It’s rare to find a unique game. I’ve been playing for thirty-plus years and most beg, steal and borrow from one another. However, Bone Marrow shocked me with its unusual and refreshing gameplay.
Developed by Huge Pixel and published by Ratalaika Games, this is an RPG inspired by board game mechanics. Using old-school aesthetics and a simple concept, you’ll fall for its addictive charms once you get your head around the action.
Bone Marrow lets you stumble your way to victory.
Bone Marrow has a unique concept, but its story is as clichéd as they come. Good vs evil, warriors, monsters and the battle for ultimate power. It’s tried and tested and won’t win any awards for originality, but this was forgiven as the gameplay unravels.
The action starts with you selecting your warrior and the level you wish to attempt. There are four and each unlocks as you defeat the main boss. You’ll scream as rogue-lite elements ensure that your progress is wiped upon death (which happens frequently). This is frustrating as you must start over from the beginning of the last unlocked stage. Fortunately, you quickly familiarise yourself with the downfalls and create plans to prevent future failings.
With a limited tutorial, Huge Pixel has left you stabbing around in the dark to work out the fundamentals. This was annoying as the concept is so unusual, but with a little trial and error, you soon understand what is being asked of you.
Keep on sliding and fighting.
Each world comprises a board made up of many squares. Your character appears as a figurine in the middle and you can slide in four directions. As you move, an object appears, and any items already on the board slide in the character’s direction. As identical items collide, they combine, changing their shape and value to make them more powerful. The objects available are food for health, swords for attack, and shields for defence.
The game runs on a night and day timer and each has set rules. At night time you cannot collect any objects and here you plan to improve the value of the surrounding items. As day time comes, you can collect the goods and battle your foe, who also appears alongside you. However, there is a deadly twist! As you slide and gather items, so do your opponents! You must plan many moves, otherwise, you’ll strengthen your foe and face defeat quickly.
Levelling up and understanding the stats.
Throughout every stage, you have a clear understanding of your enemies’ strengths and weaknesses. You see their attack, defence, and remaining health. If you have an attack value of fifty, and they have thirty defence and twenty health, you’ll defeat them with one blow. Understanding this basic concept is key to success and once you are comfortable with this mechanic, you’ll have a blast playing Bone Marrow.
Defeating each opponent earns you XP and as you level up, your health stat doubles in value. Maintaining high health is essential to progress, and players can’t be victorious if they concentrate solely on their attack and defence values. I was surprised by how much thought I had to put into such a simple title. Like a game of chess, the small details matter! Every little action influences the outcome and to get the best out of this, you’ll have to play slowly with much consideration.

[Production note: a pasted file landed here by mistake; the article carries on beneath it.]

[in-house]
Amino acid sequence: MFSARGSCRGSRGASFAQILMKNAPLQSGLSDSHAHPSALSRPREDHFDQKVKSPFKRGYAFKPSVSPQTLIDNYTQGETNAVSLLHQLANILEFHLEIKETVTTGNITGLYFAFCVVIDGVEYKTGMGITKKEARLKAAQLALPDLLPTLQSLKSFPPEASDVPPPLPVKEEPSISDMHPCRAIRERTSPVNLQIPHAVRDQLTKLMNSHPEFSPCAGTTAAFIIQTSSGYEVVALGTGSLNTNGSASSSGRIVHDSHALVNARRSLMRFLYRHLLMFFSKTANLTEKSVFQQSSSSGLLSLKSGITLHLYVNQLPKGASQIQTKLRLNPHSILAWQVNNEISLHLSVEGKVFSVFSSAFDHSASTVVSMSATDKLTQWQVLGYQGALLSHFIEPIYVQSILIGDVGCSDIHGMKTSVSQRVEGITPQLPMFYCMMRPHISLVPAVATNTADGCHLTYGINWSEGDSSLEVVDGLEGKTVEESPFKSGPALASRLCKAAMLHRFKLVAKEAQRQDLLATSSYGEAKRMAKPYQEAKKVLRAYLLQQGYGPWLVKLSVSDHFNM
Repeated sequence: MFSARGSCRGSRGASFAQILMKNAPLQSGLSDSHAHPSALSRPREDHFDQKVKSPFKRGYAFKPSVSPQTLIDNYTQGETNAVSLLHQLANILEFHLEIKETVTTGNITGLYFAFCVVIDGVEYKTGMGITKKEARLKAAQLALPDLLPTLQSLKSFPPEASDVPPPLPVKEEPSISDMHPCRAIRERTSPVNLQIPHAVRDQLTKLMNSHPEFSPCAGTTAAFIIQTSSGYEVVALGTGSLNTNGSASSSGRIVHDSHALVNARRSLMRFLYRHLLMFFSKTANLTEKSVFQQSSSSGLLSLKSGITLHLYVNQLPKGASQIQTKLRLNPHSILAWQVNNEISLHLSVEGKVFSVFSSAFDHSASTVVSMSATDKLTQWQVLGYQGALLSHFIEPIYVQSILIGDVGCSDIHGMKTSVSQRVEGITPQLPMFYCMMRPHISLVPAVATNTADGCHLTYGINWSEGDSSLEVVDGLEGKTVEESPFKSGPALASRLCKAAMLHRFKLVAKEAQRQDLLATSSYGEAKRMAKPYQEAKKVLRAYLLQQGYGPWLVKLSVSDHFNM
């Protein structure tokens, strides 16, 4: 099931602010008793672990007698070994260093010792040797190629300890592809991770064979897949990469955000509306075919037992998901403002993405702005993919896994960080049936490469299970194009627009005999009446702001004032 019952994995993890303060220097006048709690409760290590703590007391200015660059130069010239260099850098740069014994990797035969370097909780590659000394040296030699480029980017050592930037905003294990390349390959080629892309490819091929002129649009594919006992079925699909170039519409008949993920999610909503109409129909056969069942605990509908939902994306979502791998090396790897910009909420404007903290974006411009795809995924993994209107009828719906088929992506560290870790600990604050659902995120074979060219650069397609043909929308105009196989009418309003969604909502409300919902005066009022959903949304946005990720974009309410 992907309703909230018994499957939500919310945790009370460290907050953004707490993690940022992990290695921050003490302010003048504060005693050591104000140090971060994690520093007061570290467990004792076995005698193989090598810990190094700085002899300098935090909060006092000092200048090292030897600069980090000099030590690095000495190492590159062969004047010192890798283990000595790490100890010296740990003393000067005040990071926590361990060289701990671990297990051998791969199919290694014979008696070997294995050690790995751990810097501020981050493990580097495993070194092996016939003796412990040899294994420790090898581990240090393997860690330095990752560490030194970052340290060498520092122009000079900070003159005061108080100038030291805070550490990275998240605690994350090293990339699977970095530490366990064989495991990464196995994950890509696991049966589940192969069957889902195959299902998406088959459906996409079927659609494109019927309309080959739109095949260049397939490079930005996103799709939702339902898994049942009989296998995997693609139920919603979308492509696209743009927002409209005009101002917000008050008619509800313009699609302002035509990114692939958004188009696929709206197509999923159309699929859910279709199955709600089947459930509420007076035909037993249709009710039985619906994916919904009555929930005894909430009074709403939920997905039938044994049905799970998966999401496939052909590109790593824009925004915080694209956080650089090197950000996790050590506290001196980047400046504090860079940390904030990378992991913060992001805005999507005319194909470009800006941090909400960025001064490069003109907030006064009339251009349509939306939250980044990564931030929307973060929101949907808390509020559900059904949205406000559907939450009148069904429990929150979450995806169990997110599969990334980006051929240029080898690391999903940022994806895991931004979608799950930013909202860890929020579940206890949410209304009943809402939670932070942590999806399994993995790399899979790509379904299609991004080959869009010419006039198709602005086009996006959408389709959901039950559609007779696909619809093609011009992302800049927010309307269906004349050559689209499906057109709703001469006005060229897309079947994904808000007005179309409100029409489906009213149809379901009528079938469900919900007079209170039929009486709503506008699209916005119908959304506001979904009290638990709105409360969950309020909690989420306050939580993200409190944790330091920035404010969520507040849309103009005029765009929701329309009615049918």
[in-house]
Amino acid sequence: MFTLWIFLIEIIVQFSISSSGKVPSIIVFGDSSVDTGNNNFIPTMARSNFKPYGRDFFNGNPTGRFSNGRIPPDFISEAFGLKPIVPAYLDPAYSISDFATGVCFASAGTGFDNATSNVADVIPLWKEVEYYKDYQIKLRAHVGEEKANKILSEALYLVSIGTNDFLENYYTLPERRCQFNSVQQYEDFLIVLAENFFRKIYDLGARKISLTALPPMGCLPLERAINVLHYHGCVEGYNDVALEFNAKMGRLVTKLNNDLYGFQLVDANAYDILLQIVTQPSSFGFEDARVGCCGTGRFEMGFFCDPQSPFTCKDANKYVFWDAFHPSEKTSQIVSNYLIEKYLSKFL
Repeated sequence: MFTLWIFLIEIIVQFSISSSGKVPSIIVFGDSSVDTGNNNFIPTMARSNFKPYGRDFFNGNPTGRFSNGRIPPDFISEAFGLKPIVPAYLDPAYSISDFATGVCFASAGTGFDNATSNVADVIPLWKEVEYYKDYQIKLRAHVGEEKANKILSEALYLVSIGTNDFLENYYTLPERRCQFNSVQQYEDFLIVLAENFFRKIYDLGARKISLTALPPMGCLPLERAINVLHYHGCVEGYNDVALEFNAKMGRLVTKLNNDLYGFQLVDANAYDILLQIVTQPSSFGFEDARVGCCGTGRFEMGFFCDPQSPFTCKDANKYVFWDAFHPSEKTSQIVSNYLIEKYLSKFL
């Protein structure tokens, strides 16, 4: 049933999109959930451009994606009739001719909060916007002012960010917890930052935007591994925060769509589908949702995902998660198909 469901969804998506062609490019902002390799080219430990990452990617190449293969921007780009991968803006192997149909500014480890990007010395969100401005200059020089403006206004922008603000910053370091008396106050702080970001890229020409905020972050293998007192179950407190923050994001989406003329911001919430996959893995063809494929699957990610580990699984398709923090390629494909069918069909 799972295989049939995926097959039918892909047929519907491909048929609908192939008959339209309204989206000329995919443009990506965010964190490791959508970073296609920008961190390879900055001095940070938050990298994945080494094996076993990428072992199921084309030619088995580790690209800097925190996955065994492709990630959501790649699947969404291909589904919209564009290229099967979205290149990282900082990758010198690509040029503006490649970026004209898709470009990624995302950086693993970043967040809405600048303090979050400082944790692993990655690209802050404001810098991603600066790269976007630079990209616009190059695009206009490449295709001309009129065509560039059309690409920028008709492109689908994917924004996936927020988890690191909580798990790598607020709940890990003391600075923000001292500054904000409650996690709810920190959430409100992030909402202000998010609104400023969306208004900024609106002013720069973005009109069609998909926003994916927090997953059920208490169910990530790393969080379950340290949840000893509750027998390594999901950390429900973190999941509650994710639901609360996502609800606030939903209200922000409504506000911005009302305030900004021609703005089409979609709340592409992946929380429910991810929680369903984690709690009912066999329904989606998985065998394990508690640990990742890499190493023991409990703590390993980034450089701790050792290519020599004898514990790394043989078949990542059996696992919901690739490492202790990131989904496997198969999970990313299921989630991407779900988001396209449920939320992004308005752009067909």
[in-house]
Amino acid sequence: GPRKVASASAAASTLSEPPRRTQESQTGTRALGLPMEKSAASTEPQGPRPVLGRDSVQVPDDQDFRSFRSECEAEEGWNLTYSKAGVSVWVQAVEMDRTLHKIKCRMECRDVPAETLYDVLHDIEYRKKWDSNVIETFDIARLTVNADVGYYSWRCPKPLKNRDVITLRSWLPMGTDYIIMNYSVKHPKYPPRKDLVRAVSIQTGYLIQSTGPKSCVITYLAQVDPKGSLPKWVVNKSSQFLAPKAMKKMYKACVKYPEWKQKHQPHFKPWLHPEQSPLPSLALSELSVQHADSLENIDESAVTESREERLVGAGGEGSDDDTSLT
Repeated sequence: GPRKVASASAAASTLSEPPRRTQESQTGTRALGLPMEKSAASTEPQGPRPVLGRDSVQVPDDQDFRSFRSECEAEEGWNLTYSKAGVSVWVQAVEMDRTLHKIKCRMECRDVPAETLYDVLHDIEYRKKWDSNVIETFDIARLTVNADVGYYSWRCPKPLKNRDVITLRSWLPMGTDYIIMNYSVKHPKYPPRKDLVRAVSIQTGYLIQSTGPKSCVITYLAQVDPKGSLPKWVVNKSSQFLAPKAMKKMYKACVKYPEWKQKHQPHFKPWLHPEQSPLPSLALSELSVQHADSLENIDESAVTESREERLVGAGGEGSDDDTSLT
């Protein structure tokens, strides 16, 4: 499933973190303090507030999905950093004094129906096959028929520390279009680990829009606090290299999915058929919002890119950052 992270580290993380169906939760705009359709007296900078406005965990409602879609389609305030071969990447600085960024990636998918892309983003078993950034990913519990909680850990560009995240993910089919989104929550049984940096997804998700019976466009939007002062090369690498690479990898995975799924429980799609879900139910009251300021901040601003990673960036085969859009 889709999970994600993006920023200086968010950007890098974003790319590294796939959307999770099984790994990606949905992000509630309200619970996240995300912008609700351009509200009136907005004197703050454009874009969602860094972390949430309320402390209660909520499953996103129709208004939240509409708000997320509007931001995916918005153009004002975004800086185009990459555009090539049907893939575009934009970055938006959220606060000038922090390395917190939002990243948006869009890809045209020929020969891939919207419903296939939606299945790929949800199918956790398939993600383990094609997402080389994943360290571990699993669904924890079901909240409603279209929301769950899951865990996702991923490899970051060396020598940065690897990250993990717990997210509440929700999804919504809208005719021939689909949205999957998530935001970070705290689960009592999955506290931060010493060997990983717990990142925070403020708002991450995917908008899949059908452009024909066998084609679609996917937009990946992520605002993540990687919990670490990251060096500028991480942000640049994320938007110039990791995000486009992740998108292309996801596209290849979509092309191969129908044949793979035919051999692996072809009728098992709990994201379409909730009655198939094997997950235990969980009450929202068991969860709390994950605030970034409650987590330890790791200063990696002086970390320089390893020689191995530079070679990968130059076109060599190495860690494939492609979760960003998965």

Bone Marrow uses old-school aesthetics to maintain its simple approach.
Other than the initial confusion surrounding the gameplay, Bone Marrow lacks complexity. The approach is reflected in the simple old-school imagery that has been adopted. The earthy colour palette and 8-Bit graphics give this the look and feel of an Amiga title. The top-down perspective emphasises the board game influences and makes it easy to plan each move. It won’t win any beauty awards but it’s serviceable and matches the theme and genre well.
The audio also takes a low key stance. With sorrowful and daunting tones, it matches the dungeon environment and reflects the storyline of the well-trodden plot. The sound effects are unimaginative and could have been plucked from an early RPG. I wasn’t disappointed, but equally, I wasn’t inspired as the audio faded into the background.
Planning and moving are the name of the game.
When the core concept revolves around sliding in four directions, you know it’s going to be easy to play. Bone Marrow is understandably simple to control, and this is good, as its complexities lie within the tactical gameplay. I understand why Huge Pixel simplified the tutorial, but one to explain the tactical elements would have been welcome.
As you familiarise yourself with the finer points, you realise that the simple gameplay is addictive. No matter the amount of failure I experienced, I kept wanting to play! Once you master it, you can play casually. This makes it a fantastic title to play when short on time or between larger games.
Bone Marrow will sadly be overlooked by many.
Bone Marrow is a title that will sadly be overlooked by many. Its unusual concept and dated appearance will put many off, but it shouldn’t. The gameplay is unique and calls to lovers of board games and logical puzzles. Its simple tactics and requirement for strategical thinking were marvellous and ensured no game was the same. I enjoyed it and recommend you to buy it here! Can you plan for every eventuality and defeat the bosses? Combine objects, slide to attack, and stay one step ahead.